AUSTIN, Texas – Uh-oh. Now we are in trouble. Doesn't take much to read the tea leaves on the Harriet Miers nomination. First, it's Bunker Time at the White House. Miers' chief qualification for this job is loyalty to George W. Bush and the team. What the nomination means in larger terms for both law and society is the fifth vote on the court to overturn Roe v. Wade.
Aside from that bothersome little matter, the Miers appointment is like that of John Roberts – could've been worse. Not as bad as Edith Jones, not as bad as Priscilla Owen – and you should see some of our boy judges from Texas.
Miers, like Bush himself, is classic Texas conservative Establishment, with the addition of Christian fundamentalism. What I mean by fundamentalist is one who believes in both biblical inerrancy and salvation by faith alone.
She is enrolled in the Valley View Christian Church of Dallas, which she attended for at least 20 years before moving to Washington five years ago. Among that church's other members is Nathan Hecht of the Texas Supreme Court, considered second only to Priscilla Owen as that court's most adamant anti-abortion judge.
According to Miers' friends, she was pro-choice when a young woman, but later changed her mind as a result of a Christian experience of some kind. Those who spoke of this did not know her well enough to say whether it had been a born-again experience or simply a different understanding of theology.
Miers had the support of feminists when she ran for office first in the Dallas bar and later when she became the first woman president of the Texas Bar Association, even though the feminists were aware she was anti-choice.
At that time, the far more conservative TBA was at odds with the American Bar Association and sometimes threatened to withdraw from the national organization. Miers was considered a moderate in that she did not want to withdraw from the ABA, but favored a proposal to change the organization's stance from support for abortion rights to a position of neutrality.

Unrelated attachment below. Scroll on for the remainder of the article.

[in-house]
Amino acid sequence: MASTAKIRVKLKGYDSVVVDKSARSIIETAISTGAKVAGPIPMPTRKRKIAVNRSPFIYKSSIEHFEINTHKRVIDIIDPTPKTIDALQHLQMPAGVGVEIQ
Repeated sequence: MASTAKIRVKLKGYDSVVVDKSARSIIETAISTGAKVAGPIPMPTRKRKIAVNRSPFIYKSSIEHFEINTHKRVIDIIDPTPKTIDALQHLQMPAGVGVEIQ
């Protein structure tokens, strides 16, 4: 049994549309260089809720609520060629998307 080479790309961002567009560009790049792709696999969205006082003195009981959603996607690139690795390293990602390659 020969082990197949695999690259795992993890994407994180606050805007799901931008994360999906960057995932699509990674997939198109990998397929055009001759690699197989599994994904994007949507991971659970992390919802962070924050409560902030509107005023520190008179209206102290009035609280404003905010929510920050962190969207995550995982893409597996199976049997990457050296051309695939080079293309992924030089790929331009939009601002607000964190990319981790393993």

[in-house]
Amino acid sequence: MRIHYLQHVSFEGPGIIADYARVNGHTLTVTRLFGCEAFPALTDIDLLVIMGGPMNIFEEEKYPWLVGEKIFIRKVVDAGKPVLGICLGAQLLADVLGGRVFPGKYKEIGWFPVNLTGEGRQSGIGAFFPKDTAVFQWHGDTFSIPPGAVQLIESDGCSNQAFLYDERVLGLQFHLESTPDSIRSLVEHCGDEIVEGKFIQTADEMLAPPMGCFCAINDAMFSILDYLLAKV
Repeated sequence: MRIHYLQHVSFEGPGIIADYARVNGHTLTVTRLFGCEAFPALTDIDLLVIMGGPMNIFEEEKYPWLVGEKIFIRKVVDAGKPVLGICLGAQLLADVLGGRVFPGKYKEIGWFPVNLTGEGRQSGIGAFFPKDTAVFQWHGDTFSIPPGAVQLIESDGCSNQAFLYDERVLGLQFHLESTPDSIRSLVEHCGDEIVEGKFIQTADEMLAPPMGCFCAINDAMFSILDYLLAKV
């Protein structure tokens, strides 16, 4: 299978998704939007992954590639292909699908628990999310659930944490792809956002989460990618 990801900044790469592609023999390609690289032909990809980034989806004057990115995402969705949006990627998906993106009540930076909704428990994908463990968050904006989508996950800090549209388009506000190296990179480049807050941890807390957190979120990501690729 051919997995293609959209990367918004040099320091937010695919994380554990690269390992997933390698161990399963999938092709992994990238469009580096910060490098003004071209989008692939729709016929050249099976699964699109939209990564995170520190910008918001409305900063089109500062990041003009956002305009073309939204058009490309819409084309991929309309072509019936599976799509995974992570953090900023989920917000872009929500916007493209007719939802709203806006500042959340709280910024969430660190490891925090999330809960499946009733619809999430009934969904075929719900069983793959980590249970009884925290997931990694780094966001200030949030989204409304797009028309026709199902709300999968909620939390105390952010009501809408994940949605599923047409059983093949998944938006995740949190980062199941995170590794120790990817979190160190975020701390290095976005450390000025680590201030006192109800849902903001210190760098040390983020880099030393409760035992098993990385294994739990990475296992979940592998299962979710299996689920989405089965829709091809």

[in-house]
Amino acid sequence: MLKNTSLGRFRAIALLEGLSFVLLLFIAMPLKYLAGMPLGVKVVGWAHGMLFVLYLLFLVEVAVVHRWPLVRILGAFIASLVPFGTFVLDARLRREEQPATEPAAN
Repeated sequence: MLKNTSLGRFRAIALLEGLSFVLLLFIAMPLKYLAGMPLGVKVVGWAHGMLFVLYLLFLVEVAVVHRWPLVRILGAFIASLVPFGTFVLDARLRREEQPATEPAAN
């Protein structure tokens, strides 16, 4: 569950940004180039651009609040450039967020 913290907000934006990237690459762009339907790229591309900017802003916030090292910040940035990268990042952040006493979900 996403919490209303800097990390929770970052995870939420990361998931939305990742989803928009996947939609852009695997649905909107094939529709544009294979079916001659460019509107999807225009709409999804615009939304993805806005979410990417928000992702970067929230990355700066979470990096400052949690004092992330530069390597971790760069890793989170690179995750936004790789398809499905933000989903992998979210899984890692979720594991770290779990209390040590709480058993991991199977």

One of Miers' key backers was Louise Raggio, a much-revered Dallas feminist lawyer. The women lawyers groups favored Miers despite her stand on abortion because she was a candidate acceptable to the Establishment, thus making her electable as a woman.
Miers sometimes took women judicial candidates through her very prestigious firm Liddell, Sapp for the obligatory meet n' greet and even donated to Democratic candidates. Both these behaviors were well within the conventions of Dallas city and judicial politics, particularly in the 1980s.
Dallas city politics are nonpartisan, and rather like Texas tea (“sweet or
un?”) come in only two flavors – Establishment or less Establishment. Miers qualifies as ur-Establishment, despite “being a girl,” as few of the old dinosaurs still put it. The slightly feminist tinge to her credentials is a plus, but she is quite definitely anti-abortion.
She ran for city council in 1989 as a moderate, but struggled during her interview with the lesbian/gay coalition. (At the time, it would
have been considered progressive to even show up.) The Dallas Police Department did not then hire gays or lesbians, and when asked about the
policy, Miers replied the department should hire the best-qualified people, the classic political sidestep answer.
When pressed, she said she did believe one should be able to legally discriminate against gays, and it is the recollection of two of the organization's officers that the response involved her religious beliefs.
Miers' church states on its website that it believes in biblical inerrancy, full immersion baptism, original sin and salvation dependent entirely upon accepting Jesus Christ. Everyone else is going to hell.
I have said for years about people in public life, “I don't write about sex, drugs or rock n' roll.” If I had my druthers, I wouldn't write about the religion of those in public life, either, as I consider it a most private matter. Separation of church and state is in the Constitution because this country was founded by people who had experienced both religious persecution and state-supported religions. I think John F. Kennedy's 1960 statement to the Baptist ministers should stand as a model of how public servants should handle the relation between religious belief and public service.
Nevertheless, we are now beset by people who insist on dragging religion into governance – and who themselves believe they are beset by people determined to “drive God from the public square.”
This division has been in part created by and certainly aggravated by those seeking political advantage. It is a recipe for an incredibly damaging and serious split in this country, and I believe we all need to think long and carefully before doing anything to make it worse.
As an 1803 quote attributed to James Madison goes: “The purpose of separation of church and state is to keep forever from these shores the ceaseless strife that has soaked the soil of Europe with blood for centuries.”
Molly Ivins is a columnist for Creatoors Syndicate, 5777 W. Century Blvd., Suite 700, Los Angeles, CA, (310) 337-7003 or fax (310) 337-7625, and email: www.creators.com.